Saturday, February 17, 2007

Reading as a Writer

Leslie Budewitz

At Left Coast Crime in Seattle two weeks ago, a woman asked me what I liked to read. Her question, and three days of hanging out with readers, only some of whom are also writers, prompted a realization. Or maybe it’s a confession:

I am not a normal reader.

And I’m kind of sorry about that.

Writers are readers, too, of course, but some conferences – and LCC Seattle was one of them – are programmed with a focus on the readers who aren’t writers. Writers adore these readers. Readers admire writers, ask about their days, their process, when the next novel or story is being published. Even where they get their ideas, a question that the much-published often scorn but that I’m still new enough to enjoy answering.

Readers who go to cons aren’t just potential buyers. They’re the heart of the writing world, the people we do this for. The people we want to satisfy most, after ourselves. They’re the people we once were.

They can sit for hours in front of the fire with a good book, and sometimes even a bad one, only getting up for more tea or a visit to the bathroom. I miss that. Me, I’m reading with a notebook nearby where I jot down an image that works or doesn’t, note an awkward sentence, question the use of point of view. I read wondering if some detail is going to play out later in the story the way I think it is, or if it’s a red herring. Or worse, a bit of sloppy writing that diverts me for no good reason. I’m reading with one eye on the magician’s hands and the other on the curtain, asking How did she do that?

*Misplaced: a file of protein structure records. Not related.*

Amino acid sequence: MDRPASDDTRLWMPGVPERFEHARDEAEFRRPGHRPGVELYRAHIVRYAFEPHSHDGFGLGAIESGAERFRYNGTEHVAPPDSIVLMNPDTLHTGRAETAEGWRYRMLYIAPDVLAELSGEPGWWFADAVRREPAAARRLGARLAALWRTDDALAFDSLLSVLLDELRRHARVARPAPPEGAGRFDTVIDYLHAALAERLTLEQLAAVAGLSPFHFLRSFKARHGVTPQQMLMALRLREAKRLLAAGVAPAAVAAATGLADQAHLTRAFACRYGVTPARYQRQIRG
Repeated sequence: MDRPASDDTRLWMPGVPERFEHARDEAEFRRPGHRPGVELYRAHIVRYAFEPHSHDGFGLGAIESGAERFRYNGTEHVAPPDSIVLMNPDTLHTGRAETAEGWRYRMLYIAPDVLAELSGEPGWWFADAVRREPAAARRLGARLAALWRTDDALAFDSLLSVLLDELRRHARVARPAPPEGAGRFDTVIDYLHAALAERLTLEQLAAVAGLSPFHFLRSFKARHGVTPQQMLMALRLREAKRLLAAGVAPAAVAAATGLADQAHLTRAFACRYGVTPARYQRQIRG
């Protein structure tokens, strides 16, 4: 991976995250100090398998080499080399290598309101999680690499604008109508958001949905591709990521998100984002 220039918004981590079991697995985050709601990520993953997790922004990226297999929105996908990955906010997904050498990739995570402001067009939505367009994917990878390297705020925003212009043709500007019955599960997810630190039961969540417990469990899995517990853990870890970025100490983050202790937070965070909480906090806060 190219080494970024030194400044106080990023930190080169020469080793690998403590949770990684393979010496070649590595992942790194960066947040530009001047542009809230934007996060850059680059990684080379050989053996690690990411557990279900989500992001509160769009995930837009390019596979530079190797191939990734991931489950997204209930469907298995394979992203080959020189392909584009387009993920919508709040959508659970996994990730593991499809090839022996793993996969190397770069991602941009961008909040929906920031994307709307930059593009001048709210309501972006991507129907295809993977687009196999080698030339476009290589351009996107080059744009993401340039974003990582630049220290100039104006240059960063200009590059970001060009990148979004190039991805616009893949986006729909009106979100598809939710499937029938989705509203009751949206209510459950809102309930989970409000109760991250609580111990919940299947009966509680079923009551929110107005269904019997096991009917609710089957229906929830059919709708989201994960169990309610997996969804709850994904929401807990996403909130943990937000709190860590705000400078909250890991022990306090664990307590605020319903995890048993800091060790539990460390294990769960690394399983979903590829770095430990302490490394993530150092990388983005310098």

Readers don’t feel compelled to finish a book just to see if the writer can pull it off.

Readers keep reading a series they enjoy without feeling like they can’t spend the time on a book they’re not likely to learn new tricks from, or that they should be reading the new hot thing.

Readers choose a book because it looks good, not because they want to know why it made the NY Times Bestseller list despite lousy reviews, or why it got great reviews but tanked.

Last weekend, Judy Clemens wrote here about discovering mysteries. And what she described started with her love of the genre, how she couldn’t wait to find out what Lord Peter said to Harriet Vane next, how she scoured bookstores in unfamiliar towns for new discoveries. Only later did she realize she could try writing the kinds of books she loved to read.

I am convinced that when I started writing fiction, my work took the shape of a mystery because that’s what I’d been reading and listening to. I’d been working several days a week in a city 45 miles from home, a city whose library held an excellent audio collection. Many of those tapes – and they were tapes, back then – were mysteries: Sue Grafton, Sara Paretsky, Tony Hillerman, Ellis Peters, Elizabeth Peters. What I loved to read became what I needed to write.

Writers, remember that connection that first brought you to the page. Remember the joy. Your readers want that experience, too; honor their passion. Take time to relive that experience yourself. Pick up a book you last read ten years ago – or one you’ve been saving for a snowy day – and read it again for sheer fun. Leave your review notebook by your desk, and keep your bottom in your reading chair. Stay up too late reading just because it’s fun.

The more you do that, the more that joy will dust your own manuscripts.

In the spirit of remembering the books that brought us here, let me paraphrase Jane Eyre: Reader, I thank you.

Leslie Budewitz is a published short story writer with novels in progress. She provides legal research for writers through Law & Fiction,


Sandra Parshall said...